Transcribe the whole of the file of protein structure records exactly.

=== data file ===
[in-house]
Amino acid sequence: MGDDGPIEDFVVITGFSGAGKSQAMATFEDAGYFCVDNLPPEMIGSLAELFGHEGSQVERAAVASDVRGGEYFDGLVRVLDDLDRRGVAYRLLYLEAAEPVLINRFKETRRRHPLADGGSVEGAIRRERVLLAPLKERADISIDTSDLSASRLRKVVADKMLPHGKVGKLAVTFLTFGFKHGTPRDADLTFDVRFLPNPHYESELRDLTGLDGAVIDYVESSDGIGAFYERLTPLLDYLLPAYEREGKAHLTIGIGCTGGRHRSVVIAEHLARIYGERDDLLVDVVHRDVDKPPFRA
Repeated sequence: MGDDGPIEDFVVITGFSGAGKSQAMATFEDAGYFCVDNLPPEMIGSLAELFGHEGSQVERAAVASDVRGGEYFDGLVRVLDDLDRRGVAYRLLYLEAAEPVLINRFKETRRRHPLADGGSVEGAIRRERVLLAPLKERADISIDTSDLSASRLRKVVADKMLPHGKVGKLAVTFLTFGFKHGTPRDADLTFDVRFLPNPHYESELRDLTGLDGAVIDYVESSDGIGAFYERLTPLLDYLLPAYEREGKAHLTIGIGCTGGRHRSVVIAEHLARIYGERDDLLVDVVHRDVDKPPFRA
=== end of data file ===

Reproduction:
[in-house]
Amino acid sequence: MGDDGPIEDFVVITGFSGAGKSQAMATFEDAGYFCVDNLPPEMIGSLAELFGHEGSQVERAAVASDVRGGEYFDGLVRVLDDLDRRGVAYRLLYLEAAEPVLINRFKETRRRHPLADGGSVEGAIRRERVLLAPLKERADISIDTSDLSASRLRKVVADKMLPHGKVGKLAVTFLTFGFKHGTPRDADLTFDVRFLPNPHYESELRDLTGLDGAVIDYVESSDGIGAFYERLTPLLDYLLPAYEREGKAHLTIGIGCTGGRHRSVVIAEHLARIYGERDDLLVDVVHRDVDKPPFRA
Repeated sequence: MGDDGPIEDFVVITGFSGAGKSQAMATFEDAGYFCVDNLPPEMIGSLAELFGHEGSQVERAAVASDVRGGEYFDGLVRVLDDLDRRGVAYRLLYLEAAEPVLINRFKETRRRHPLADGGSVEGAIRRERVLLAPLKERADISIDTSDLSASRLRKVVADKMLPHGKVGKLAVTFLTFGFKHGTPRDADLTFDVRFLPNPHYESELRDLTGLDGAVIDYVESSDGIGAFYERLTPLLDYLLPAYEREGKAHLTIGIGCTGGRHRSVVIAEHLARIYGERDDLLVDVVHRDVDKPPFRA